5 Comparing to the EC scenarios, the NT scenarios include part of the energy branch (e.g., refineries) as some are included under industry sector therefore overestimating the reported overall final energy consumption.
6 See here

Energy Carriers201520162030
Synthetic fuels00393984341
District Heating52553437337347400

Table 1: Final Energy Consumption*, EU27 (TWh)
* Final energy consumption including international aviation and excludes ambient heat, non-energy use, energy branch and international shipping1.
Except TYNDP includes part of energy branch as some are reported under industry.
** Adjusted according to the consulted ‘gap filling methodology’. Solid is only coal, liquids represent only oil and renewables includes; biofuels, biogas, geothermal, excess heat, biomethane, waste and other renewables
*** Includes H₂ for ammonia production in TYNDP scenarios

While the public consultation on the gap closing methodology finds the methodology appropriate, it required to adjust the 2040 figures where it is necessary. Therefore, the gap closing methodology is extended to the National Trends 2040 scenarios by taking the minimum figure of oil or coal between 2030 adjusted figure and 2040 submitted figure. This represents 0.5 % of the 2040 final energy consumption, translates in reduction of 45 TWh oil and 1 TWh coal according to the methodology.

As TYNDP scenarios are required for infrastructure assessment, the study does not go beyond the calculation of the gap & adjusting it with rather a pragmatic approach for the target calculation.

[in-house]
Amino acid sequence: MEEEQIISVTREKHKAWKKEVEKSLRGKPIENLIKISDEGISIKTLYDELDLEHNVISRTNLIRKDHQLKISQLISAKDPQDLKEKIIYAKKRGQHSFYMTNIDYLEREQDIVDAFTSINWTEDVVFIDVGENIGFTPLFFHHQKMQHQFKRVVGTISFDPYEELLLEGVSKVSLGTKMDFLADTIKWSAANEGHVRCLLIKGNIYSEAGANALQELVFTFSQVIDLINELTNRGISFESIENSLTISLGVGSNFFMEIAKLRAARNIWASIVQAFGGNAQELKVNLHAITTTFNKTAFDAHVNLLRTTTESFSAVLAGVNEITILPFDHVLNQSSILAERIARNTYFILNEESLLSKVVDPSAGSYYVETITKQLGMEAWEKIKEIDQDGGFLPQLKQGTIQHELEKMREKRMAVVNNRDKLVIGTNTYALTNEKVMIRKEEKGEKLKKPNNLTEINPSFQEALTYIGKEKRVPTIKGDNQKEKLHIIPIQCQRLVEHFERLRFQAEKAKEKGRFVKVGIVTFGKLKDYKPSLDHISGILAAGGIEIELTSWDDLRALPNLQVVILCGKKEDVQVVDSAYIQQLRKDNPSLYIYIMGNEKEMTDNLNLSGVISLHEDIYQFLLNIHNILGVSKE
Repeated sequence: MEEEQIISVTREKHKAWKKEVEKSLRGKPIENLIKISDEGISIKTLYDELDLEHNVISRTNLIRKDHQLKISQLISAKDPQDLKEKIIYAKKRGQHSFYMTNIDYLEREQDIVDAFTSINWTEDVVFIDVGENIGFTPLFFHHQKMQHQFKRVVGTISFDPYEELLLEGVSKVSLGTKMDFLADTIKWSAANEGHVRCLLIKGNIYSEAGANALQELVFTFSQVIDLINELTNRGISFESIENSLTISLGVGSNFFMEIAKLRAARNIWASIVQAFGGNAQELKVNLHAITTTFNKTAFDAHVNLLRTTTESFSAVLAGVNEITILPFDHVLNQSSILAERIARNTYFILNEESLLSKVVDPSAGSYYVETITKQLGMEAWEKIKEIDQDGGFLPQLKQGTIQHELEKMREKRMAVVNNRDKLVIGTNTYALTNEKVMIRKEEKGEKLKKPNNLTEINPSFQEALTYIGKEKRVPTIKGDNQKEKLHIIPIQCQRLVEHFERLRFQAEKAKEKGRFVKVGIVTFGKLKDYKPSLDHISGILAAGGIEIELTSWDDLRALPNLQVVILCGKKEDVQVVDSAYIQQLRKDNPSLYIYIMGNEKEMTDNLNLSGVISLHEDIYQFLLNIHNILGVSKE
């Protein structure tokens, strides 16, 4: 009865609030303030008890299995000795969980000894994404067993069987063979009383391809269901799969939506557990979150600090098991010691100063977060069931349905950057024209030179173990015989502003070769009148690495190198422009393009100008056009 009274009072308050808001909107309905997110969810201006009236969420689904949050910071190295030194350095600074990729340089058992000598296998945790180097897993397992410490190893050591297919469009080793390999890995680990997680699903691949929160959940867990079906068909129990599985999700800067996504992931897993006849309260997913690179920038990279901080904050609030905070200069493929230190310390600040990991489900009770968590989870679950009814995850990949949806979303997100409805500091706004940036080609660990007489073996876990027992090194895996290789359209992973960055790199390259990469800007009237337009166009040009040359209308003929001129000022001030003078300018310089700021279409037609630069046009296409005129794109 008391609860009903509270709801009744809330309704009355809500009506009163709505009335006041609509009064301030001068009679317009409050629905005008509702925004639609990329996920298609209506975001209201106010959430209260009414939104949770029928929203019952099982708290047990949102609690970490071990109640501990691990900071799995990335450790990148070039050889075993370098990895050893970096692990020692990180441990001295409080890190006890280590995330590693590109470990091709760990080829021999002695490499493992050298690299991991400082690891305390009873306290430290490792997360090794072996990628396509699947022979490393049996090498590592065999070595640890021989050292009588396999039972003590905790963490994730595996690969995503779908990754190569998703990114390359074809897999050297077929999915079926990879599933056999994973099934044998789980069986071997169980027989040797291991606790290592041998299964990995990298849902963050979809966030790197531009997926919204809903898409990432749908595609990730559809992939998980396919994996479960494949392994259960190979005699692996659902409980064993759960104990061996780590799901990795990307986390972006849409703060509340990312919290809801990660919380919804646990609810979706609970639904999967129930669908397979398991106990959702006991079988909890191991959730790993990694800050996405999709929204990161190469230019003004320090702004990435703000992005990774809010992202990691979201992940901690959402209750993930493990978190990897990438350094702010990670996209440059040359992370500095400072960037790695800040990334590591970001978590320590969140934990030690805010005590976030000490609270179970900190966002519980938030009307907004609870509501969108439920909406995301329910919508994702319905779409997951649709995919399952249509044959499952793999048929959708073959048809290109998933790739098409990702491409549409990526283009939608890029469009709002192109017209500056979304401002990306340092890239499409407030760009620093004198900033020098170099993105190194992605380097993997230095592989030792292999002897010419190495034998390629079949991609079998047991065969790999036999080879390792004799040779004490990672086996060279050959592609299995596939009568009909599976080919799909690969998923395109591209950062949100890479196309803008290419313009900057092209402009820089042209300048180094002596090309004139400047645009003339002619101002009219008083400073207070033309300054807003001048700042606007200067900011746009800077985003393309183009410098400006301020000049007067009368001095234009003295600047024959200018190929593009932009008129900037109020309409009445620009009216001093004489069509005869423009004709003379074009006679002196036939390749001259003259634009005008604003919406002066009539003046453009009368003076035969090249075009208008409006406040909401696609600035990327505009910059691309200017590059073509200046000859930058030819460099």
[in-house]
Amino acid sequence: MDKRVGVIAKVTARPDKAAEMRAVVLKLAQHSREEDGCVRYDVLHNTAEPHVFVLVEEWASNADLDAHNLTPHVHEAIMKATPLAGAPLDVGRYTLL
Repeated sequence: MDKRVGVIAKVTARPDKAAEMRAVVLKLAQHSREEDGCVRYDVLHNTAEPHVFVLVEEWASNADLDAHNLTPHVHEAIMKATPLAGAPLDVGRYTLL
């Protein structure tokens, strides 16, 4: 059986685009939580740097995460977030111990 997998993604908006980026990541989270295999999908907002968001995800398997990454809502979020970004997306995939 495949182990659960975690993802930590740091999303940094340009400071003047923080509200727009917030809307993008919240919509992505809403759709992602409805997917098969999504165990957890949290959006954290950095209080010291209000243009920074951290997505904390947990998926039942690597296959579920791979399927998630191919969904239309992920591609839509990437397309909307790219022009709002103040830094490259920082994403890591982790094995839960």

This approach does not provide any detailed analysis neither the MS nor the sub-sectorial level as it is not a purpose of the scenarios. It should be noted that as the gap closing methodology does not require adaptation on the electricity and gas figures, the modeling simulation results are not affected with this adaptation.

Figure 41 provides an overview on the evolution of the Final Energy Consumption over 2050. It should be noted that for the TYNDP DE & GA scenarios, synfuels and biomethane are distributed under methane and liquid demands, solid includes biomass whereas renewables only represent biofuels.

Figure 41: Final Energy Consumption Benchmark, EU27 (TWh)
* FEC for the EC studies excludes energy branch, international shipping, ambient heat, non-energy use and includes international aviation.

TYNDP analysis follows the same approach, additionally part of energy branch is included (as some are reported under industry)